Bitcoin first cracked a $1 billion market cap on March 30, 2013. And by the following month, it had reached $1.504 billion. Meanwhile, the market for additional blockchain assets outside of bitcoin (“non-bitcoin blockchain assets”) was vastly smaller, totaling in at just $92 million on April 28, 2013.

Less than three years later —  on March 21, 2016 — while the bitcoin market cap had grown 300% to $6.318 billion, non-BTC blockchain assets had grown a whopping 1,600% to $1.602 billion.

You can see the dramatic evolution of blockchain assets in terms of market capitalization and asset composition in some illustrations below.

Market cap over time  —  blockchain assets

Data source:  Coinmarketcap

Market cap over time  — non-bitcoin blockchain assets

Data source:   Coinmarketcap

Ratio over time  —  non-BTC blockchain asset market cap / total blockchain asset market cap (%)

Data source:  Coinmarketcap

Number of assets over time  —  large blockchain assets

Data source:   Coinmarketcap

Composition over time  — major non-BTC blockchain assets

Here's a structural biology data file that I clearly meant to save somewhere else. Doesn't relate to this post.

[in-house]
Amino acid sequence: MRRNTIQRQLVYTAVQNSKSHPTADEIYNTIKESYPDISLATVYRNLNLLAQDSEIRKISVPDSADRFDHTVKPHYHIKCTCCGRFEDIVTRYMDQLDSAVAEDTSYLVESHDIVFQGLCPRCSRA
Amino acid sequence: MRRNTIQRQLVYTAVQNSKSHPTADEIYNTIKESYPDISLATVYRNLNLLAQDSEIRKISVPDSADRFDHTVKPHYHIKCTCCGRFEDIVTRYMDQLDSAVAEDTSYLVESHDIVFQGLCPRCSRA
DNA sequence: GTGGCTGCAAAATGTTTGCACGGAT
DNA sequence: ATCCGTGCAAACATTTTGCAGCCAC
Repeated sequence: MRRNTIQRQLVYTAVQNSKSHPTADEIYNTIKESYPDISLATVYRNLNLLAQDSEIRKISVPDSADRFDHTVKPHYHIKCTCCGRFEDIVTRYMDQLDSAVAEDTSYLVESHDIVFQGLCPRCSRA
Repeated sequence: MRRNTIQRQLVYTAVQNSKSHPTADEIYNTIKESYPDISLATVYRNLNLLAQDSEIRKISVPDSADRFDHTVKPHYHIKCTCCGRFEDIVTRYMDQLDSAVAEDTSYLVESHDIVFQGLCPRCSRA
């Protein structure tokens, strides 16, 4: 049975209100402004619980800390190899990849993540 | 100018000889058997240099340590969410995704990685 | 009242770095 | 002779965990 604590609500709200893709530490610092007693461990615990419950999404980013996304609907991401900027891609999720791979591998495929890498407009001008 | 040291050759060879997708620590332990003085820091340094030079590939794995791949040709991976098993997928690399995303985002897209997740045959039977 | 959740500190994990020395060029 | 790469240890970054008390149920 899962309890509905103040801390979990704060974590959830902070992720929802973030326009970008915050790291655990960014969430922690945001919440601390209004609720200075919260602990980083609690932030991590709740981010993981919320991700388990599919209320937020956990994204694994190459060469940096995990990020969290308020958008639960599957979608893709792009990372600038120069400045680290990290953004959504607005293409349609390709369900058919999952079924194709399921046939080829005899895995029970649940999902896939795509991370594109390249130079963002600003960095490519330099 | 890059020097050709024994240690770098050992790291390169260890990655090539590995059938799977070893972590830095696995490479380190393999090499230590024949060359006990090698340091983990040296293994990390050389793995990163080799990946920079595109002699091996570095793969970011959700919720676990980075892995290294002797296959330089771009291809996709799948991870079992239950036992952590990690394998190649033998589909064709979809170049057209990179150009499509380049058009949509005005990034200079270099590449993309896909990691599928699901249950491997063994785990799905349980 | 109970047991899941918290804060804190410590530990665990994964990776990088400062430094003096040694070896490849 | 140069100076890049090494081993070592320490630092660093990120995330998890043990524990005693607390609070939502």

Data  source:   Coinmarketcap

Ranking –  top 15 blockchain assets (by largest market cap ever reached)

Data source:  Coinmarketcap

Ranking  –  top 15 blockchain assets (by largest current market cap)

Data source:  Coinmarketcap

The blockchain asset market currently sits in the following state as we move past Q1 2016:

  • Bitcoin comprises just about 80% of the total blockchain asset market cap
  • 15 blockchain assets have now exceeded a $50 million market cap (ever)
  • 13 blockchain assets currently exceed a $10 million market cap
  • Ether just broke a $1 billion market cap, making it the first non-BTC blockchain asset to ever break this mark. It now sits in the second place blockchain asset position (by current and all-time market cap).

A closer look at the larger blockchain players

Let’s explore some of these larger non-bitcoin blockchain assets a bit further. Here are the top five, ranked by current market cap,  all over $30 million (data source:  Coinmarketcap).

As you can see, three non-BTC blockchain assets have spiked over the $500 million market cap level: Litecoin in late 2013, Ripple in late 2014, and Ether in early 2016.

Litecoin is an open source fork of the bitcoin client that was released in October 2011 by Charlie Lee,  a former Google engineer and MIT CS graduate who currently leads engineering at Coinbase. Some of Litecoin’s primary differences to bitcoin are: a decreased block time (“2.5 minutes, one quarter of bitcoin’s 10 minutes”), an increased total supply (“84 million, four times as many currency units as bitcoin”), and a different proof-of-work block hashing algorithm (“scrypt instead of SHA256”).